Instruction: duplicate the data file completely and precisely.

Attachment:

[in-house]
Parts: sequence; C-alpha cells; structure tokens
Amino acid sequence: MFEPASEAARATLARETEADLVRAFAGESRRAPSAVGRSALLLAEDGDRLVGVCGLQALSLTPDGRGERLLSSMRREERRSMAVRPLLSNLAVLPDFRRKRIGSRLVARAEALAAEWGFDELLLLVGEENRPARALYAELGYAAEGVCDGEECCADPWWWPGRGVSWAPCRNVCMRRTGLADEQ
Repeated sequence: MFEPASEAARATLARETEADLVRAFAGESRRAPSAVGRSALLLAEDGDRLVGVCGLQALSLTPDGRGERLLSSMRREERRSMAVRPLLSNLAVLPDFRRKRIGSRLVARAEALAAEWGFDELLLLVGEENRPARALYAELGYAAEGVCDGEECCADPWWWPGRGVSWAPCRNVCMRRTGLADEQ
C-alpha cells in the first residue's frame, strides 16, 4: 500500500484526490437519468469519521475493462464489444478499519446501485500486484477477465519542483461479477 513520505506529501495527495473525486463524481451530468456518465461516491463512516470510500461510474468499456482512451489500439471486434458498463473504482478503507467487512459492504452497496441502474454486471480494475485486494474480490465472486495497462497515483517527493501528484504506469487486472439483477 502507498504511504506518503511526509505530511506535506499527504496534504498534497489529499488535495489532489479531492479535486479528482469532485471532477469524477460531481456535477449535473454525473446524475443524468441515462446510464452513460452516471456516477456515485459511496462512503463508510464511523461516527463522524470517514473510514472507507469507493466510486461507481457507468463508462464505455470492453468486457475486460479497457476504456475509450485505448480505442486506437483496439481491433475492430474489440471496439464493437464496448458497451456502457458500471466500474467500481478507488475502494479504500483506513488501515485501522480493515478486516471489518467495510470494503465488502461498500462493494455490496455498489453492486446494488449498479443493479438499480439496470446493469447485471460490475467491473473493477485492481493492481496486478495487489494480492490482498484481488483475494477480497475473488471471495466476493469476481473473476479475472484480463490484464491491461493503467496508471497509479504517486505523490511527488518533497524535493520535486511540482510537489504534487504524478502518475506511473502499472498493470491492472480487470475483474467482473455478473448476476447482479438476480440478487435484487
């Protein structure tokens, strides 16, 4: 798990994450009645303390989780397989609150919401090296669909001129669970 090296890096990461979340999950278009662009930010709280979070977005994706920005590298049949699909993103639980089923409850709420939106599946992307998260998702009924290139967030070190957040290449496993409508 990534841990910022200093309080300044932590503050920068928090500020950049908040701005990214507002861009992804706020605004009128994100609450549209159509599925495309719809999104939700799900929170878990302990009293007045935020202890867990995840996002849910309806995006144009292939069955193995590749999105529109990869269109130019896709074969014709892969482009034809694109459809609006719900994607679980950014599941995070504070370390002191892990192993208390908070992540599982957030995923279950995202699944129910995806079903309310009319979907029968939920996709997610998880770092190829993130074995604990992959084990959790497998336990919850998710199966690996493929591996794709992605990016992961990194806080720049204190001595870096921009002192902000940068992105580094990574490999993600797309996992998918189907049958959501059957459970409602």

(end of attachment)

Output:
[in-house]
Parts: sequence; C-alpha cells; structure tokens
Amino acid sequence: MFEPASEAARATLARETEADLVRAFAGESRRAPSAVGRSALLLAEDGDRLVGVCGLQALSLTPDGRGERLLSSMRREERRSMAVRPLLSNLAVLPDFRRKRIGSRLVARAEALAAEWGFDELLLLVGEENRPARALYAELGYAAEGVCDGEECCADPWWWPGRGVSWAPCRNVCMRRTGLADEQ
Repeated sequence: MFEPASEAARATLARETEADLVRAFAGESRRAPSAVGRSALLLAEDGDRLVGVCGLQALSLTPDGRGERLLSSMRREERRSMAVRPLLSNLAVLPDFRRKRIGSRLVARAEALAAEWGFDELLLLVGEENRPARALYAELGYAAEGVCDGEECCADPWWWPGRGVSWAPCRNVCMRRTGLADEQ
C-alpha cells in the first residue's frame, strides 16, 4: 500500500484526490437519468469519521475493462464489444478499519446501485500486484477477465519542483461479477 513520505506529501495527495473525486463524481451530468456518465461516491463512516470510500461510474468499456482512451489500439471486434458498463473504482478503507467487512459492504452497496441502474454486471480494475485486494474480490465472486495497462497515483517527493501528484504506469487486472439483477 502507498504511504506518503511526509505530511506535506499527504496534504498534497489529499488535495489532489479531492479535486479528482469532485471532477469524477460531481456535477449535473454525473446524475443524468441515462446510464452513460452516471456516477456515485459511496462512503463508510464511523461516527463522524470517514473510514472507507469507493466510486461507481457507468463508462464505455470492453468486457475486460479497457476504456475509450485505448480505442486506437483496439481491433475492430474489440471496439464493437464496448458497451456502457458500471466500474467500481478507488475502494479504500483506513488501515485501522480493515478486516471489518467495510470494503465488502461498500462493494455490496455498489453492486446494488449498479443493479438499480439496470446493469447485471460490475467491473473493477485492481493492481496486478495487489494480492490482498484481488483475494477480497475473488471471495466476493469476481473473476479475472484480463490484464491491461493503467496508471497509479504517486505523490511527488518533497524535493520535486511540482510537489504534487504524478502518475506511473502499472498493470491492472480487470475483474467482473455478473448476476447482479438476480440478487435484487
């Protein structure tokens, strides 16, 4: 798990994450009645303390989780397989609150919401090296669909001129669970 090296890096990461979340999950278009662009930010709280979070977005994706920005590298049949699909993103639980089923409850709420939106599946992307998260998702009924290139967030070190957040290449496993409508 990534841990910022200093309080300044932590503050920068928090500020950049908040701005990214507002861009992804706020605004009128994100609450549209159509599925495309719809999104939700799900929170878990302990009293007045935020202890867990995840996002849910309806995006144009292939069955193995590749999105529109990869269109130019896709074969014709892969482009034809694109459809609006719900994607679980950014599941995070504070370390002191892990192993208390908070992540599982957030995923279950995202699944129910995806079903309310009319979907029968939920996709997610998880770092190829993130074995604990992959084990959790497998336990919850998710199966690996493929591996794709992605990016992961990194806080720049204190001595870096921009002192902000940068992105580094990574490999993600797309996992998918189907049958959501059957459970409602």